This is a discussion on assembly within the C++ Programming forums, part of the General Programming Boards category; sry, this is an assembler question but i really need a little help here. i spent like a day on ...

  1. #1
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    Aug 2001


    sry, this is an assembler question but i really need a little help here.
    i spent like a day on looking up that info, but no site i found gave me the information i need. most sites just say that there are different address modes, but none says how the assembler differs between those.
    its really sucky that google doesnt support looking up symbols like * & $ etc...

    so: how does the assembler differ between immediates and addresses?
    e.g. jump relative 100 and jump to absolute address 100

    so i have seen things on sites like 100, *100, $100, what do these mean, and are there more of these operators?

    and how can addresses be marked to be relocatable/non-relocatable?

    does anyone know a good assembler forum?

    hm... and does anyone know a site which explains how to create a new segment?
    i mean i somehow need to create a segment descriptor, this descriptor is stored in which table - (global or local descriptor table)? on the other hand i need an selector to access that segment - how is selector obtained? which instructions are involved? and how much of this can i do in which privilege level? like does windows allow an ordinary application (privilege level 3) to create new segments? well i guess yes, but new segments cannot be more privileged than the current privilege level.

    uh well maybe just ignore the second part - if someone could give me a link on that id be very happy, but in the moment i need a quick answer to the first question
    signature under construction

  2. #2
    Join Date
    May 2005
    Not all assemblers use the same syntax, so you'll have to look up what your particular assembler is using. The GNU Assembler (invoked with 'as' in UNIX) uses AT&T syntax, so it works like this:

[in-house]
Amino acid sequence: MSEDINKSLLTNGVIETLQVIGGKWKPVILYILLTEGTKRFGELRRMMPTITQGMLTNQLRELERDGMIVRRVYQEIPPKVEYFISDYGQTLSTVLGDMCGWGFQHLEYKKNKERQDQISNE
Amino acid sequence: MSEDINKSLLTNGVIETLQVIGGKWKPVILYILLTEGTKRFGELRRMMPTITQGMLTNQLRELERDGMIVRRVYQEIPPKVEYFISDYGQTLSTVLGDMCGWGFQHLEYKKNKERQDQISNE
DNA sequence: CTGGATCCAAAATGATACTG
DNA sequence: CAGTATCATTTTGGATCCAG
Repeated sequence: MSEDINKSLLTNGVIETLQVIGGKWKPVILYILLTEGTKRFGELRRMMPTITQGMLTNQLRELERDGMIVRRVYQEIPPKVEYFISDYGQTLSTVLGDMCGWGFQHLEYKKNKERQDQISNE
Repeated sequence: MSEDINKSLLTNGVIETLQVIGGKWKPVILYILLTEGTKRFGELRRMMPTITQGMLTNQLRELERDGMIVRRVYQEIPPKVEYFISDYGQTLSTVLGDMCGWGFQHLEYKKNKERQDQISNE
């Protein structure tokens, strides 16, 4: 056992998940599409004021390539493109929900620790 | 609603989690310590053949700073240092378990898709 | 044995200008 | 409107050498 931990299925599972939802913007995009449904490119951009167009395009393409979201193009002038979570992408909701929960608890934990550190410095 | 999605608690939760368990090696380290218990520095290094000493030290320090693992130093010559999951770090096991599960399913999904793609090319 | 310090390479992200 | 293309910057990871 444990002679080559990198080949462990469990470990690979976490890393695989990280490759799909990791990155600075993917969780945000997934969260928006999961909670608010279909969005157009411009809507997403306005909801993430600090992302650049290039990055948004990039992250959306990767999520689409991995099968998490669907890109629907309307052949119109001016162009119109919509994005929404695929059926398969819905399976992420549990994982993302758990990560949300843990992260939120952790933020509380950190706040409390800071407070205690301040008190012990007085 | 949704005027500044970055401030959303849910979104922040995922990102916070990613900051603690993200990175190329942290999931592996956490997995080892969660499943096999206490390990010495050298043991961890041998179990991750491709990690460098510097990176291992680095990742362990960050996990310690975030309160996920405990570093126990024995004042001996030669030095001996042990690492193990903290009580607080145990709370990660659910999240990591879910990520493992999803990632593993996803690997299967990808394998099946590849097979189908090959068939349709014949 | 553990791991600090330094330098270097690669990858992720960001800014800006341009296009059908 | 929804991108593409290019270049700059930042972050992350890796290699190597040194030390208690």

movl $200, %eax         # Immediate mode - copy the value 200 to eax
    movl %eax, %ebx         # Register addressing mode - Copy the value in eax
                            # to ebx
    movl 200, %eax          # Direct addressing mode - Copy the value stored at
                            # memory address 200 to eax
    movl (%eax), %ebx       # - Indirect addressing mode (pointers) - Use the
                            # value in eax as an address, and then copy the value
                            # stored at that address to ebx
    movl 4(%ebp), %eax      # - Base pointer addressing mode - Same as indirect
                            # mode, only you use an offset. So this means fetch
                            # the value in ebp as an address, and then add the
                            # offset (4) to that address and copy the value at
                            # that address to eax.
    There's also indexed addressing mode, but it involves at bit more explanation.

    EDIT: fixed the layout breakage
    Last edited by ^xor; 06-26-2005 at 07:29 AM.

  3. #3
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    Aug 2001
    thxalot, but what about this:
    	jmp end
    .globl main